As an innovator and visionary, Steve Jobs' accomplishments can be held on a pedestal with the likes of Microsoft’s (MSFT) Bill Gates, Google’s (GOOG) Larry Page and Sergey Brin and Facebook’s (FB) Mark Zuckerberg. The aforementioned names are all highly regarded within technology for transforming consumerism and the accessibility of information. While best known as the CEO of Apple (AAPL), the late Jobs has had a profound effect on the world outside of technology. From purchasing Pixar in 1986 to supporting charities and environmental causes, Jobs’ achievements and innovations continue to affect industries and lifestyles worldwide.
Most associate Jobs’ success with Apple; however, in the early days, Jobs' relationship with Apple proved to be a rocky one. After resigning from the company in 1985, Jobs founded NeXT, a firm that created computers for business and educational needs. While NeXT wasn't particularly successful based on units sold, the company continues to be an integral part of computers today: portions of Nextstep operating systems still live on within Mac OS X. Additionally, the famous “Wolfenstein” and “Doom” computer games were written on NeXTcube stations. (For more, see: Steve Jobs And The Apple Story.)
Job’s $5 million acquisition of Lucasfilms' Computer Graphic Division in 1986 proved to be a wise investment. The potential he saw in the company – later renamed Pixar – paid off when he sold it to Disney (DIS) in 2006 for $7.4 billion. Prior to the mid 1990s, Disney was the gold standard of full-length animated feature films, and it wasn’t until the success of “Toy Story” in 1995 that Pixar landed on the map. With each subsequent film, Pixar gained steam and created a whole animation industry in Hollywood. The company’s movies grossed $3.8 billion worldwide before its acquisition by Disney.
While Jobs lacked expertise in graphic design and video production, he believed Pixar’s computer technology and animation would one day match Disney’s work. Job’s biggest impact was on the strategic direction of the company, including leading and overseeing Pixar’s IPO in 1995. The investment capital Pixar received from going public gave Jobs the freedom to rapidly expand the company. Many attest that Jobs' drive and vision for Pixar gave the company the support it needed to prosper and flourish. Today Pixar is recognized as one of the most influential film studios in the world.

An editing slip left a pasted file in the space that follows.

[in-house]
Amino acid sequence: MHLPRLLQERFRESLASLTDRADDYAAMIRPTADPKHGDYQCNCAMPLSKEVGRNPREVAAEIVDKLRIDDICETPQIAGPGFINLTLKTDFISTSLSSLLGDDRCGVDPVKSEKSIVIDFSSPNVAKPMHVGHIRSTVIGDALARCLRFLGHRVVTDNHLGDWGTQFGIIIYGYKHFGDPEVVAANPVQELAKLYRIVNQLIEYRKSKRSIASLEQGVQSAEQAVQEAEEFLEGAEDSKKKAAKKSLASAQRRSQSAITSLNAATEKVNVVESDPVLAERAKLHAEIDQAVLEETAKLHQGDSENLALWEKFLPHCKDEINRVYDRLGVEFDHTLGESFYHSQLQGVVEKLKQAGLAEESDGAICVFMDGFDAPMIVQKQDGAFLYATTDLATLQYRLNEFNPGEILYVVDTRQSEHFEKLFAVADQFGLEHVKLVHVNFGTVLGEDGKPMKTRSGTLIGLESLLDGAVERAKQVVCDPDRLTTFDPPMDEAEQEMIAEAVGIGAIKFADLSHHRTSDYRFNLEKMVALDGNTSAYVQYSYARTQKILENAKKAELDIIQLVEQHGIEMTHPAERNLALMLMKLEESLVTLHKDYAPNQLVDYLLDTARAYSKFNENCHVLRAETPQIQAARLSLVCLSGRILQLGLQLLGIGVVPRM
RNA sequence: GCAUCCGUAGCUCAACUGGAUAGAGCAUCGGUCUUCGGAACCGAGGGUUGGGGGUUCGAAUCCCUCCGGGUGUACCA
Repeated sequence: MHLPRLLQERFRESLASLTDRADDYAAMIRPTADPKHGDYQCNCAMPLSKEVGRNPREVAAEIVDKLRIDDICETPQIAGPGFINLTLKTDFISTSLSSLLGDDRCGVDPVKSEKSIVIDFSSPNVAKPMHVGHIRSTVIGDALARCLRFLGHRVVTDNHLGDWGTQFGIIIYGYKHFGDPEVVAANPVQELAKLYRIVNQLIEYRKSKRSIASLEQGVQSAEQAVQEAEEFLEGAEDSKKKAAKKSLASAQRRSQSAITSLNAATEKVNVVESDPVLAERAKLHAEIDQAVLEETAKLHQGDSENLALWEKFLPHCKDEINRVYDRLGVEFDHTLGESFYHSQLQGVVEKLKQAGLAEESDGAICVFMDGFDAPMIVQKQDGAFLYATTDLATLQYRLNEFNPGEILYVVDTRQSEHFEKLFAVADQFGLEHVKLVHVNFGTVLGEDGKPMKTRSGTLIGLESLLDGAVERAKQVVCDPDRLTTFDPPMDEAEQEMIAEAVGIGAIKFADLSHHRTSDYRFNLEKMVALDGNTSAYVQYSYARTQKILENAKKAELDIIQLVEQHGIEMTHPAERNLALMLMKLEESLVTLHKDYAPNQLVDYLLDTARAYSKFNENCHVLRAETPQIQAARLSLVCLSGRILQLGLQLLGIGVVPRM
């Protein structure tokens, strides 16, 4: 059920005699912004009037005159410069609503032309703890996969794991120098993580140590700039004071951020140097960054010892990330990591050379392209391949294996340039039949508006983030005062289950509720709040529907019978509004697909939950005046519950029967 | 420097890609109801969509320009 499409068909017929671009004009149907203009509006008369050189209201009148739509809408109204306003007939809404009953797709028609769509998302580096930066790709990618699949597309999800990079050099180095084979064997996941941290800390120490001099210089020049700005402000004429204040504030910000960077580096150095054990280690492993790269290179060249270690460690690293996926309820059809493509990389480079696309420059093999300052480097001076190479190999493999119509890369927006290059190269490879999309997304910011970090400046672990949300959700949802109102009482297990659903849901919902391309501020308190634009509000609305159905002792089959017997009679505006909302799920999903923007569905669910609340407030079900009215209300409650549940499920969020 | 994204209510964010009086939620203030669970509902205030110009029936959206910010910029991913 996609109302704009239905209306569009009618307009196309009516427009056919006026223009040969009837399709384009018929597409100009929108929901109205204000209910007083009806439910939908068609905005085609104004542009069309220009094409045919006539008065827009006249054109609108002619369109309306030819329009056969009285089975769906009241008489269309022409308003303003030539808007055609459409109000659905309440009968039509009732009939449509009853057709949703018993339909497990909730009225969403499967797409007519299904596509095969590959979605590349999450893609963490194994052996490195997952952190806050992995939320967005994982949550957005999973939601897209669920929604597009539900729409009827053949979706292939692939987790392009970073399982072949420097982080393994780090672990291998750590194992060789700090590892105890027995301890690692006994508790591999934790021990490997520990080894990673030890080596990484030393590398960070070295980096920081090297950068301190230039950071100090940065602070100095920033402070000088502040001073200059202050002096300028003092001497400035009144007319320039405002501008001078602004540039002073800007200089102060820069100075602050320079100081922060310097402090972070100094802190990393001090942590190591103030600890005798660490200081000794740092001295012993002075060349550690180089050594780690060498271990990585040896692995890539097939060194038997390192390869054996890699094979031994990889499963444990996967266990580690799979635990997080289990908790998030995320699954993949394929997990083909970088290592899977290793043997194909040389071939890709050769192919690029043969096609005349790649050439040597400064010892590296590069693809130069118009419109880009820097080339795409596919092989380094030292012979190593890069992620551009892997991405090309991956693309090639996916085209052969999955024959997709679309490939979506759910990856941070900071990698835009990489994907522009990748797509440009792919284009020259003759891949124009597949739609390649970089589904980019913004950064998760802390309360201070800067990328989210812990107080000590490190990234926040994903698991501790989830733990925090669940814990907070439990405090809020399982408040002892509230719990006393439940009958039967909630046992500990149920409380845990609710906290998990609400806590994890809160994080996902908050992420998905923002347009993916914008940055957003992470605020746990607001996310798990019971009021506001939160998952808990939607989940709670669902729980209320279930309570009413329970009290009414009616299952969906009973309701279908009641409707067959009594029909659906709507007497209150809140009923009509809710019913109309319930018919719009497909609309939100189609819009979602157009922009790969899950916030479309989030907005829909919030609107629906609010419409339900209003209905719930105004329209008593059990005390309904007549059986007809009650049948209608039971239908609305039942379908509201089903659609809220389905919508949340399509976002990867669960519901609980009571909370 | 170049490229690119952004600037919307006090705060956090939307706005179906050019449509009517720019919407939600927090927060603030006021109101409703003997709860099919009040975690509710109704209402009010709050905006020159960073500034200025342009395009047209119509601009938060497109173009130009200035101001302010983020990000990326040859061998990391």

Jobs’ product launches while at the helm of Apple continue to impact countless individuals. Released in 2001, the iPod was widely recognized as the first user friendly and innovative means of accessing music on the go. Consumers had used portable radios, CD or tape players for remote audio purposes prior to widespread access of mp3 files. Syncing with Apple’s iTunes program, the iPod gave users the means to carry and purchase hundreds of songs on a single device. Currently the iPod can be found in three different models depending on user needs.
Jobs’ next big product launch was the iPhone. Combining the features of an iPod with those of a phone and computer, the iPhone enabled users to make calls, listen to music, and browse the Internet on one touchscreen-capable device. Besides synchronization to iTunes, the iPhone featured an exclusive App Store that liberated users from purchasing content from wireless carriers. Before the App Store, wireless carriers controlled the distribution of content to phones. As evidenced by the 500 millionth iPhone sale and 50 billionth app download in early 2014, Jobs’ iPhone has clearly had a far reach.
Taking their cue from the iPhone, Apple and Jobs then created the first touchscreen tablet without a keyboard. A cross between a laptop and an iPhone, the iPad spurred the development of a new industry that other technology companies have since entered. Jobs' influence on retail products has revolutionized consumer technology, forcing engineers and developers to create new and innovative products. Consumers have benefited most from increased competition, as products remain modestly priced but boast increased capabilities and features.
As seen at NeXT, Pixar, and Apple, Jobs had a visible role in the success of products and companies. However, behind the scenes Jobs was known by a select few as a philanthropist. While his philanthropic efforts were rarely made public, many have attested to Jobs charitable nature. Jobs donated over $50 million to Stanford hospitals and contributed to various projects to fight AIDS. As a philanthropist, Jobs' goal wasn't to be recognized, but to help those who needed it. (For more, see: How To Start A Charity.)
Not only are Apple products considered innovative, they are also environmentally friendly. Jobs promoted an initiative for environmentally friendly products during his time as CEO. Apple utilizes eco-conscious materials such as recycled plastics and papers in its products to conserve global resources. Likewise, all Apple products are ENERGY STAR qualified, which means they are energy efficient. (For more, see: Clean Or Green Technology Investing.)
The Bottom Line
As the initial creator of upscale user friendly mechanisms, Steve Jobs' accomplishments in technology continue to have profound effects today. The competition created from the introduction of the iPod, iPhone, and iPad has revolutionized the technology industry. Consumers have benefited from developments in phones and computing, and have a wider array of choices when purchasing computers, phones and tablets. While Jobs’ influence on technology was obvious, his philanthropy has gone widely unrecognized. Jobs donated to a variety of charitable causes, and he also sought to lessen the long lasting environmental impacts of Apple’s products by changing the company’s environmental policy.